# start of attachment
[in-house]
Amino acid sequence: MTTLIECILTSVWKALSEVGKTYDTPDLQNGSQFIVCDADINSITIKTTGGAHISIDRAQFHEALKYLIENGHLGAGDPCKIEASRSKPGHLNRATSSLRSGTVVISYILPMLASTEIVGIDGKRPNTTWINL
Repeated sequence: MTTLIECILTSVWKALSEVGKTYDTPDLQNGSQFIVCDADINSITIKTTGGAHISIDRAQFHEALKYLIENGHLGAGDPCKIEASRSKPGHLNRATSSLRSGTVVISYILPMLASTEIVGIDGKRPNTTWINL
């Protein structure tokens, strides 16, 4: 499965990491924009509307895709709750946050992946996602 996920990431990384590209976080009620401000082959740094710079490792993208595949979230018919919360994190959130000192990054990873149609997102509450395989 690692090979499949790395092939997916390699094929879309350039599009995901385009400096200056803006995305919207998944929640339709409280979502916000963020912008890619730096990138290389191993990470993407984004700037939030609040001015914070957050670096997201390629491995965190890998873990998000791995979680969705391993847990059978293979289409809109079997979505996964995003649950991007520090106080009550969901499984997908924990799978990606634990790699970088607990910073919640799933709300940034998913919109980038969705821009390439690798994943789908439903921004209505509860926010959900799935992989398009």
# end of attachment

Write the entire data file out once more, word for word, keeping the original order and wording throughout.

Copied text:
[in-house]
Amino acid sequence: MTTLIECILTSVWKALSEVGKTYDTPDLQNGSQFIVCDADINSITIKTTGGAHISIDRAQFHEALKYLIENGHLGAGDPCKIEASRSKPGHLNRATSSLRSGTVVISYILPMLASTEIVGIDGKRPNTTWINL
Repeated sequence: MTTLIECILTSVWKALSEVGKTYDTPDLQNGSQFIVCDADINSITIKTTGGAHISIDRAQFHEALKYLIENGHLGAGDPCKIEASRSKPGHLNRATSSLRSGTVVISYILPMLASTEIVGIDGKRPNTTWINL
């Protein structure tokens, strides 16, 4: 499965990491924009509307895709709750946050992946996602 996920990431990384590209976080009620401000082959740094710079490792993208595949979230018919919360994190959130000192990054990873149609997102509450395989 690692090979499949790395092939997916390699094929879309350039599009995901385009400096200056803006995305919207998944929640339709409280979502916000963020912008890619730096990138290389191993990470993407984004700037939030609040001015914070957050670096997201390629491995965190890998873990998000791995979680969705391993847990059978293979289409809109079997979505996964995003649950991007520090106080009550969901499984997908924990799978990606634990790699970088607990910073919640799933709300940034998913919109980038969705821009390439690798994943789908439903921004209505509860926010959900799935992989398009």